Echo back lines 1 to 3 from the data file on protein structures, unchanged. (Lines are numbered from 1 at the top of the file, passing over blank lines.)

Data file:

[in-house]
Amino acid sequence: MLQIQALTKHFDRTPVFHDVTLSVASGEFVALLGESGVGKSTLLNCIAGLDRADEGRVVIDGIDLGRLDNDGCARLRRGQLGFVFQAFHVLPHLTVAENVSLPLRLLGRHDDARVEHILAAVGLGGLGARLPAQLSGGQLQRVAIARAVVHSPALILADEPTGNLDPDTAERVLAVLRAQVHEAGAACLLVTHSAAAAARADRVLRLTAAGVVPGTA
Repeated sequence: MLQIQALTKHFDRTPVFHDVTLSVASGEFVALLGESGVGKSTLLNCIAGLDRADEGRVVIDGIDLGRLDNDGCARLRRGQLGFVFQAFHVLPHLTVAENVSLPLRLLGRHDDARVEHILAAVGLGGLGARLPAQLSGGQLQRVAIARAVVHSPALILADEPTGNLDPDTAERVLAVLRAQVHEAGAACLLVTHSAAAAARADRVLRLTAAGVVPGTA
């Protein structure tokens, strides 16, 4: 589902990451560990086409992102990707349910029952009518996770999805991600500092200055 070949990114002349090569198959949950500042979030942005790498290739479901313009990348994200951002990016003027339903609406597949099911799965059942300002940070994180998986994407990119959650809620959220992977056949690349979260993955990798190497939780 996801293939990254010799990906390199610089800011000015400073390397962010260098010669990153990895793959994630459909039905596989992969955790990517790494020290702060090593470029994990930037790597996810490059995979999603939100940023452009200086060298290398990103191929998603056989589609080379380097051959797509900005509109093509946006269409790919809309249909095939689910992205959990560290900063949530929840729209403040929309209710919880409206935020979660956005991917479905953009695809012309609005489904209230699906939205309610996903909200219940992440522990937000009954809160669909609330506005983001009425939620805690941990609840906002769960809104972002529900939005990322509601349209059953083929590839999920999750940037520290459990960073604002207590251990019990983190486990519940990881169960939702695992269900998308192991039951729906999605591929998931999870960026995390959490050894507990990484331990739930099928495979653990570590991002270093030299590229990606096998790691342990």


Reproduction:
[in-house]
Amino acid sequence: MLQIQALTKHFDRTPVFHDVTLSVASGEFVALLGESGVGKSTLLNCIAGLDRADEGRVVIDGIDLGRLDNDGCARLRRGQLGFVFQAFHVLPHLTVAENVSLPLRLLGRHDDARVEHILAAVGLGGLGARLPAQLSGGQLQRVAIARAVVHSPALILADEPTGNLDPDTAERVLAVLRAQVHEAGAACLLVTHSAAAAARADRVLRLTAAGVVPGTA
Repeated sequence: MLQIQALTKHFDRTPVFHDVTLSVASGEFVALLGESGVGKSTLLNCIAGLDRADEGRVVIDGIDLGRLDNDGCARLRRGQLGFVFQAFHVLPHLTVAENVSLPLRLLGRHDDARVEHILAAVGLGGLGARLPAQLSGGQLQRVAIARAVVHSPALILADEPTGNLDPDTAERVLAVLRAQVHEAGAACLLVTHSAAAAARADRVLRLTAAGVVPGTA